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Car Insurance Rates and Your Credit Score

Car Insurance Rates and Your Credit Score

Your credit score is one of the most significant indicators of your financial stability and is a major factor in the rates you get for loans, credit cards, etc.

You might not realize, however, that your credit score can actually affect your car insurance rates, as well.

What is a Credit Score?

Your credit score is essentially a numerical value that is calculated using information from your financial history.

Your credit score takes the following information into consideration:

  • Your current total debt.
  • Your available credit.
  • Your history of bill payment (on time vs. late).

People with high credit scores will find it much easier to get approved for everything from a small personal loan to a mortgage, and will qualify for lower interest rates.

Credit Scores and Car Insurance

Credit scores are used by a wide variety of different banks, lending institutions, and even businesses to determine how credit-worthy a person is. Car insurance companies look at your credit history to determine what kind of risk you pose, meaning how likely you are to pay your premium on time.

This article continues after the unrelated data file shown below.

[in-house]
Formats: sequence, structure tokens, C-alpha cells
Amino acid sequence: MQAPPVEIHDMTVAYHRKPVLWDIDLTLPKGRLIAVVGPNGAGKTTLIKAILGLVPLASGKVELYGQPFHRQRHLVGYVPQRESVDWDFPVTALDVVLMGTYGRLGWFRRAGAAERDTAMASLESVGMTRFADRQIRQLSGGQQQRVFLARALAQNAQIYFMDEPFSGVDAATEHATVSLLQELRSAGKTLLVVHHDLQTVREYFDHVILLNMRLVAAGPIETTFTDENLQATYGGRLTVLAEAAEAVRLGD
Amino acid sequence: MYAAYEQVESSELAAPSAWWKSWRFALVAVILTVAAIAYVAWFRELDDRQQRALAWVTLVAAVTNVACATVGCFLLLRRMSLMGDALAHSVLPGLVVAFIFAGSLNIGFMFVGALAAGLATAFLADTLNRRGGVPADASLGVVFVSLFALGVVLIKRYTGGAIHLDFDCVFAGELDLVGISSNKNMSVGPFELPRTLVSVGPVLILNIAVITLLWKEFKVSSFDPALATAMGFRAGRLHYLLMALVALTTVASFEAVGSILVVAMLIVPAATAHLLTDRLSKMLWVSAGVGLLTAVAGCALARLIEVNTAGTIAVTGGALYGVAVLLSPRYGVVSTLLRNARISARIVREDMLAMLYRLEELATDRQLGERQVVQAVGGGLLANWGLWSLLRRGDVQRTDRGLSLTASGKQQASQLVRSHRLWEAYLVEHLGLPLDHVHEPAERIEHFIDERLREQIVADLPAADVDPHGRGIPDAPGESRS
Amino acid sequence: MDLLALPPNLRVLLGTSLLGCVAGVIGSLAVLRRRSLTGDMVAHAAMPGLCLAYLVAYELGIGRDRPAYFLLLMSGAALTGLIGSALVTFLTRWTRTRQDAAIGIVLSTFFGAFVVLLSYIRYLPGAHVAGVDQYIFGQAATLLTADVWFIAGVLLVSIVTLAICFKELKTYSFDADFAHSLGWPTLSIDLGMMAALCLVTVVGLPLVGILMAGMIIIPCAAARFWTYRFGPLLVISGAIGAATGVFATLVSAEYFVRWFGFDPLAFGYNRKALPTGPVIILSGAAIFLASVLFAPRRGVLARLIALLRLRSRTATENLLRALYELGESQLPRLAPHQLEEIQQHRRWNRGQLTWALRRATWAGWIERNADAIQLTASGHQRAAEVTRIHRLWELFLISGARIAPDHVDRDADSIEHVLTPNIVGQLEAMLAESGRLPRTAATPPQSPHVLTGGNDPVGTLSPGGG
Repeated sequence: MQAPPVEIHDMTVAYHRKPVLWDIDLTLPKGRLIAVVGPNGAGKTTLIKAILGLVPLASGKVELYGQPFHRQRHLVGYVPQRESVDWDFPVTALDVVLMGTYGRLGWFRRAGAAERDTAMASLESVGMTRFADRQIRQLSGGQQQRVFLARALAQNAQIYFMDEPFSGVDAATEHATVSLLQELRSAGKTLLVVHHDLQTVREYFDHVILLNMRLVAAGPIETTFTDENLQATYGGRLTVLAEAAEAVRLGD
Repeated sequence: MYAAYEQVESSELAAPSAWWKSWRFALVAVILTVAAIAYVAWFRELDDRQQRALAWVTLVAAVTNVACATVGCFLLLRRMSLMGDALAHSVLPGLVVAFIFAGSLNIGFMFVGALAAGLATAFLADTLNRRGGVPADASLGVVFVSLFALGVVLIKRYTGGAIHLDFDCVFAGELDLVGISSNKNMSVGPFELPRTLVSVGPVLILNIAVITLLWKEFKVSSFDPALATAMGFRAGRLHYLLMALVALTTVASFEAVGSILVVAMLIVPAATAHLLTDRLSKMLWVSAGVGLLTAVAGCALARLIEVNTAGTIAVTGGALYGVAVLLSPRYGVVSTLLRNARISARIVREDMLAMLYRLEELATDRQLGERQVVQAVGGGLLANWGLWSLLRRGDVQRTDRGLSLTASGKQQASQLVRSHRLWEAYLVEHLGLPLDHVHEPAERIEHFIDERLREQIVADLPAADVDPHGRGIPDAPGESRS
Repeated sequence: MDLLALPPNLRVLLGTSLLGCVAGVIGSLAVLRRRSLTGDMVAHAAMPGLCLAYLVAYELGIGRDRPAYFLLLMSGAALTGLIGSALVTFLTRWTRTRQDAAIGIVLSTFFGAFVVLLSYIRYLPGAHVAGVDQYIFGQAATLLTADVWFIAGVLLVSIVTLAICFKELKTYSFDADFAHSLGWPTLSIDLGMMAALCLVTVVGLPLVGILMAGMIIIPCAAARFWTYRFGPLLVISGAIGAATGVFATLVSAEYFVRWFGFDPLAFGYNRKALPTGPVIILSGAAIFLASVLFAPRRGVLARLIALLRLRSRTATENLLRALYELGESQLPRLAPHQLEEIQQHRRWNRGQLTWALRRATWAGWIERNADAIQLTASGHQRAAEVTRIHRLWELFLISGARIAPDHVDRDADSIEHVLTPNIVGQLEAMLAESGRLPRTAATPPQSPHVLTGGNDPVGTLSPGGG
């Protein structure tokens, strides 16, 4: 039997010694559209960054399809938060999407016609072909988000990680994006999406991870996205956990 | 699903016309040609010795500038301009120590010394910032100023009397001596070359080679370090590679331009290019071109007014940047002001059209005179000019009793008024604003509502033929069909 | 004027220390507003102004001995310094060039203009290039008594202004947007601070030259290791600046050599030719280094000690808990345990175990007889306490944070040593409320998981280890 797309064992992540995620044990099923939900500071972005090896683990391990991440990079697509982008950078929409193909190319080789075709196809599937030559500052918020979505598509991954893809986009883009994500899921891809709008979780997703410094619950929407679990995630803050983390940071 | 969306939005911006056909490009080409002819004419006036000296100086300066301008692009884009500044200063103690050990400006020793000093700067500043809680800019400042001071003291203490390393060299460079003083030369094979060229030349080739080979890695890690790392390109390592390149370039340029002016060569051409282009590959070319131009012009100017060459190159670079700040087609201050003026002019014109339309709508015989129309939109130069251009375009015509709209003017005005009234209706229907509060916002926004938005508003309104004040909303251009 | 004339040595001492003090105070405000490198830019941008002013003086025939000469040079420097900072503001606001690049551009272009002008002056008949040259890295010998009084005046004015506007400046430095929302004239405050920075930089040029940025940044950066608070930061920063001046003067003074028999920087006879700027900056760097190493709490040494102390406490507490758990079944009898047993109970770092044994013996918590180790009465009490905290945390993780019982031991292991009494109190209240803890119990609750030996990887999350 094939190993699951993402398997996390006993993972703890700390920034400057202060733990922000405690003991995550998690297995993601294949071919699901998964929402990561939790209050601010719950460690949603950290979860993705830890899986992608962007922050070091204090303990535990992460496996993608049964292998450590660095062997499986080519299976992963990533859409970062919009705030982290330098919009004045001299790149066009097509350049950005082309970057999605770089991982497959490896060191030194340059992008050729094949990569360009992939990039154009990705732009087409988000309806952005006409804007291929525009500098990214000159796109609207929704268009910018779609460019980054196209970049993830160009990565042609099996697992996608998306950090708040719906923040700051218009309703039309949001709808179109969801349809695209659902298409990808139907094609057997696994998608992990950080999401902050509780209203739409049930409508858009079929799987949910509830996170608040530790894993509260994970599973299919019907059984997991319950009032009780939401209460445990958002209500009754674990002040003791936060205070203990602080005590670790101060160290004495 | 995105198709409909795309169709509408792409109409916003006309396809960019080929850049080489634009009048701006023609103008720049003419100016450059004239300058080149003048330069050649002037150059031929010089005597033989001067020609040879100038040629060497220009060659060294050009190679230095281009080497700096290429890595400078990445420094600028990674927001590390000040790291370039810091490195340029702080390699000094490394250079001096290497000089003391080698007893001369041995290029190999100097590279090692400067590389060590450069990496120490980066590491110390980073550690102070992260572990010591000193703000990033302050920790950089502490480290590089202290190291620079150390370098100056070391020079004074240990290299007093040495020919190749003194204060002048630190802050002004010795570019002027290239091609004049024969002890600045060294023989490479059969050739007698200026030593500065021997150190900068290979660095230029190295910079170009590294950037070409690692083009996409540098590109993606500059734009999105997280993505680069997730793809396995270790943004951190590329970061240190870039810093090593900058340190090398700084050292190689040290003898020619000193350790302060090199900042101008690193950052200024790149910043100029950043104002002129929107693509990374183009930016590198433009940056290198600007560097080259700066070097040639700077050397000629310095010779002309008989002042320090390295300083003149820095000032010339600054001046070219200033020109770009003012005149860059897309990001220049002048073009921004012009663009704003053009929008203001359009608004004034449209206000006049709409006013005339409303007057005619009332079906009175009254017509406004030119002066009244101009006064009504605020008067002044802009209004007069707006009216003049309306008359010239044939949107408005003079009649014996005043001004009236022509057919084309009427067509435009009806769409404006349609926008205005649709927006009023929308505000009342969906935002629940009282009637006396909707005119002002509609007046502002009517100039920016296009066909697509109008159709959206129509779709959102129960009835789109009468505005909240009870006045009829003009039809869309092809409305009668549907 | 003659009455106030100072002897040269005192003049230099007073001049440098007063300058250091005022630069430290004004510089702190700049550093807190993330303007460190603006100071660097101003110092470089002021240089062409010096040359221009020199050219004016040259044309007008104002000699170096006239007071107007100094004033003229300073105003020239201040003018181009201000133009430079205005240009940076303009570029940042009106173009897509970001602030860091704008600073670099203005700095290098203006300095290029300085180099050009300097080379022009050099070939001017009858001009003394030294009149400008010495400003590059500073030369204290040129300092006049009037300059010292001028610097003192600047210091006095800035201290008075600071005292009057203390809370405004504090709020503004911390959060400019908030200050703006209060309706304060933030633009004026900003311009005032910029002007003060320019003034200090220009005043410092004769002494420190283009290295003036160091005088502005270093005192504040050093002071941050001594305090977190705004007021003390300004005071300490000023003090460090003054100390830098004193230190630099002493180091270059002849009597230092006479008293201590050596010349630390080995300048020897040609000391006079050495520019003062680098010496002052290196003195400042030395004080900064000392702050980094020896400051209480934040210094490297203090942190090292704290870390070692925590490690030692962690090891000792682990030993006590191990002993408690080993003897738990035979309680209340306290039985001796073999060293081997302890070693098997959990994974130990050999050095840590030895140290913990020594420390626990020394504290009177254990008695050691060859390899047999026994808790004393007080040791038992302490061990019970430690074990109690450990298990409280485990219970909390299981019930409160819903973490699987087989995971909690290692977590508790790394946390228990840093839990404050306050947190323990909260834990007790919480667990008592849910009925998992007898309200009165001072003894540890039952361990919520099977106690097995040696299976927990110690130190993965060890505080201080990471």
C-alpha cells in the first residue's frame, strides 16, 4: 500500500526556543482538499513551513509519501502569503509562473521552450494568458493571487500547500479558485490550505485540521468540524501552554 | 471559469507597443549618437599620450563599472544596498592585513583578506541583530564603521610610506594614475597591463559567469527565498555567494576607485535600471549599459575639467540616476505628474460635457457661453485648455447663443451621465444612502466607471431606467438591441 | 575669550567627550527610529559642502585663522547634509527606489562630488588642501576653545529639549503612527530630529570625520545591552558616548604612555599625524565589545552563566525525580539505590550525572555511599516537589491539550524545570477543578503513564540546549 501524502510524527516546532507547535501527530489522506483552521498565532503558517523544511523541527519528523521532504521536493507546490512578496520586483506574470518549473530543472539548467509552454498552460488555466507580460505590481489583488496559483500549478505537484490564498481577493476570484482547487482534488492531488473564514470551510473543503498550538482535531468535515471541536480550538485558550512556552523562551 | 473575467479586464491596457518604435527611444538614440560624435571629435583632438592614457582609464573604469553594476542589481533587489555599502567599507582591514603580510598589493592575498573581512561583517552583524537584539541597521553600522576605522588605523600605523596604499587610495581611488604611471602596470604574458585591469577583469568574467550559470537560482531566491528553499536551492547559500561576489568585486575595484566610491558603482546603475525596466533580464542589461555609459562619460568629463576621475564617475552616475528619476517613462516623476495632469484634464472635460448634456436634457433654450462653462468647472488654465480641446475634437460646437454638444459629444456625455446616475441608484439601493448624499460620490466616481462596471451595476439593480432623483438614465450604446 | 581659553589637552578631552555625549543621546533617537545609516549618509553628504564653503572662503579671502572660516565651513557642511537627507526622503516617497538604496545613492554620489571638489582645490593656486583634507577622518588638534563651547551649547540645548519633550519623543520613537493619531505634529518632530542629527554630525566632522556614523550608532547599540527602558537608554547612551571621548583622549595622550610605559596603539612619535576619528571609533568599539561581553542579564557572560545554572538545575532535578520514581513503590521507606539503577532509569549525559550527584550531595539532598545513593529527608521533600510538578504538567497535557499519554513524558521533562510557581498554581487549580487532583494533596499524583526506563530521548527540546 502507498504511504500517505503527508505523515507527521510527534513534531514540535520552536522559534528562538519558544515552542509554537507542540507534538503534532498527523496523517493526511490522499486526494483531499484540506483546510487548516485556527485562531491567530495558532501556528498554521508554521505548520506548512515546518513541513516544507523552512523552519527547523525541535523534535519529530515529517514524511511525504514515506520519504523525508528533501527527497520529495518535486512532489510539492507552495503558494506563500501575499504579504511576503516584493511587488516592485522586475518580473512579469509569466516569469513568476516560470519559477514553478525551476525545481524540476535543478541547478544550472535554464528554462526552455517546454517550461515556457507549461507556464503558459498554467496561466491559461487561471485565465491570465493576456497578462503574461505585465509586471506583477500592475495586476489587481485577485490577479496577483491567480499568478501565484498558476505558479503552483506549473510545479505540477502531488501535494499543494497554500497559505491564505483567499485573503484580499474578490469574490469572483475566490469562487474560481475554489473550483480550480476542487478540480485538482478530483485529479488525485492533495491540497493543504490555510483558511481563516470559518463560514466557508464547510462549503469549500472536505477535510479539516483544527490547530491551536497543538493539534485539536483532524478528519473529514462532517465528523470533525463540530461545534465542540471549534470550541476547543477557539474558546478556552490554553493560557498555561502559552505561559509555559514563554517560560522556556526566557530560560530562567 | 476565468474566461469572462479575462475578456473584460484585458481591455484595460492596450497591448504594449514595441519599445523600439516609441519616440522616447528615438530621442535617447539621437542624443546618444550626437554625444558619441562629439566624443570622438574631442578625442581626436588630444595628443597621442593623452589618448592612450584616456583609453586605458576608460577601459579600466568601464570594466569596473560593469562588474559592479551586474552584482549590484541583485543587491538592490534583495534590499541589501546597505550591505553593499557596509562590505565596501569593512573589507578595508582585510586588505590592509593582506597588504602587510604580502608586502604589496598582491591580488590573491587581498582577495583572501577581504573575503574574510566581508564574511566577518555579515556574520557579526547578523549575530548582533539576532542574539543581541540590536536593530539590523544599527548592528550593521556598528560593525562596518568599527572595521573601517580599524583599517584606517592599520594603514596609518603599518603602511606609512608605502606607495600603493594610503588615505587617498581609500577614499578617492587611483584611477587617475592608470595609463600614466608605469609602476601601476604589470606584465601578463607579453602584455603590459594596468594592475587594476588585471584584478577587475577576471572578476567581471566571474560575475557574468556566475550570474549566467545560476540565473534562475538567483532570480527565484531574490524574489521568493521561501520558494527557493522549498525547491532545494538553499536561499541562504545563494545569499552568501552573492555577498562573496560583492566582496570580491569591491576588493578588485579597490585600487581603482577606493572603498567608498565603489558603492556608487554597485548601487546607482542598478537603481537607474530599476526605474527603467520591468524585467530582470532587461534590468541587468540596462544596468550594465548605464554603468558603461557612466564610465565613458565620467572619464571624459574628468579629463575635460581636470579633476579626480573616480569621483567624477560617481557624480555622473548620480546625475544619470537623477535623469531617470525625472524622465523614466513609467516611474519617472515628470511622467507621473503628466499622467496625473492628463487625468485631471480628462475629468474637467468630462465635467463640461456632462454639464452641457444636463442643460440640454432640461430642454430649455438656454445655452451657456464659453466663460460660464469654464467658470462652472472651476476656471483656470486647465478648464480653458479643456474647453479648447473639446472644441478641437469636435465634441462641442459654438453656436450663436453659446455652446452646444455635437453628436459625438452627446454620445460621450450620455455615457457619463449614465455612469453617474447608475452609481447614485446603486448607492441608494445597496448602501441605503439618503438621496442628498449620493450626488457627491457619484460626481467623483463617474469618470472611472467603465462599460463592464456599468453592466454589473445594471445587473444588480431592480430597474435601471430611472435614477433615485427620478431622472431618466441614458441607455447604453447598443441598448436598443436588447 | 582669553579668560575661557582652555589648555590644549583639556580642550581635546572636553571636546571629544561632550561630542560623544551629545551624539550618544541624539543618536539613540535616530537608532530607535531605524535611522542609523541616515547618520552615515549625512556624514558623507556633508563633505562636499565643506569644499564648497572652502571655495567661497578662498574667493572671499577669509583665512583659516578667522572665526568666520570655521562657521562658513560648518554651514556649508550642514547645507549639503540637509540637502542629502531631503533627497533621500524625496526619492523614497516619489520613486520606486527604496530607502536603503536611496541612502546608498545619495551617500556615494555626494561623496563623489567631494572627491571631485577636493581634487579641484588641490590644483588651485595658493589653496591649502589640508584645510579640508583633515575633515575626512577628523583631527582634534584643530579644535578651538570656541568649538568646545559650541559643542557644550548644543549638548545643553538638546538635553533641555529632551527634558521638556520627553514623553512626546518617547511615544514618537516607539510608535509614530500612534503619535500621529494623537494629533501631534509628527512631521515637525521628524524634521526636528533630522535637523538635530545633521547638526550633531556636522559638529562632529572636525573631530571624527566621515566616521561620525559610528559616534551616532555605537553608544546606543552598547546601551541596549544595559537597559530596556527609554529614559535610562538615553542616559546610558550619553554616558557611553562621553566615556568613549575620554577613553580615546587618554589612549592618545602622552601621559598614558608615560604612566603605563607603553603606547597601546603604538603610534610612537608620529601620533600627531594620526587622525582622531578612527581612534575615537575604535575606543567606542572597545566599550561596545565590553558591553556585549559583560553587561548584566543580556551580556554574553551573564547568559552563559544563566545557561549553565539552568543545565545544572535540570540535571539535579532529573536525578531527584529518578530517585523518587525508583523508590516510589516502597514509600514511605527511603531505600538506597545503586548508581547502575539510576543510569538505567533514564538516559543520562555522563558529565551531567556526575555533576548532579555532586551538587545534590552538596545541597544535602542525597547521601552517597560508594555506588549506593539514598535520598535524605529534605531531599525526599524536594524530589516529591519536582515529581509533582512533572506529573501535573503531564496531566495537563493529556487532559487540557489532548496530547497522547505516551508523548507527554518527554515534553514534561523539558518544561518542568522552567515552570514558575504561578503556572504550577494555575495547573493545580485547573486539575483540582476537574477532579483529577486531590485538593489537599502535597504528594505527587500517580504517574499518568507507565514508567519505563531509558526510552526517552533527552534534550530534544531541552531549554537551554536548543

Low credit scores may be an indication that you don't have an extensive credit history or that you've established a habit of paying your bills late.

NOTE: Not all states allow car insurance companies to use driver credit scores to determine rates.

Soft Hits vs. Hard Hits

When you get a quote for car insurance, one of the first parts of the process involves the company in question checking your credit history. Unlike some other credit inquiries, this will not negatively affect your credit score in any way, because it's considered a “soft hit."

All inquiries for your credit history fall into two categories:

  • Hard hits. These inquiries can stay on your credit report and have negative results.
    • EXAMPLE: If you were to apply for a credit card and get turned down, that information would stay on your credit report.
  • Soft hits. These inquiries do not appear on your credit score and do not affect your history negatively in any way.

Factors that Affect Your Rates

A large number of different factors affect your car insurance rate.

Depending on your state and your car insurance company, any of the following factors might affect your premium:

  • Your car's make, model, and year.
    • EXAMPLE: A sports car is generally more costly to insure than a larger, safer vehicle.
  • Your driving record.
  • Your location.
  • Safety features in your vehicle, such as automatic seatbelts.
  • Your car's primary use.
  • Your annual mileage.
  • Any discounts for which you qualify.

It's important to understand that your credit score is not the only determinant of your auto insurance rates. Great credit doesn't necessarily equate to low premiums.

For example, if you live in an area with a statistically high crime rate and drive a car make/model that is commonly stolen, you will typically pay a larger amount of money for car insurance because you pose an increased financial risk to your provider.

Of course, having solid credit and a good driving record are two of the best ways to get cheap car insurance.

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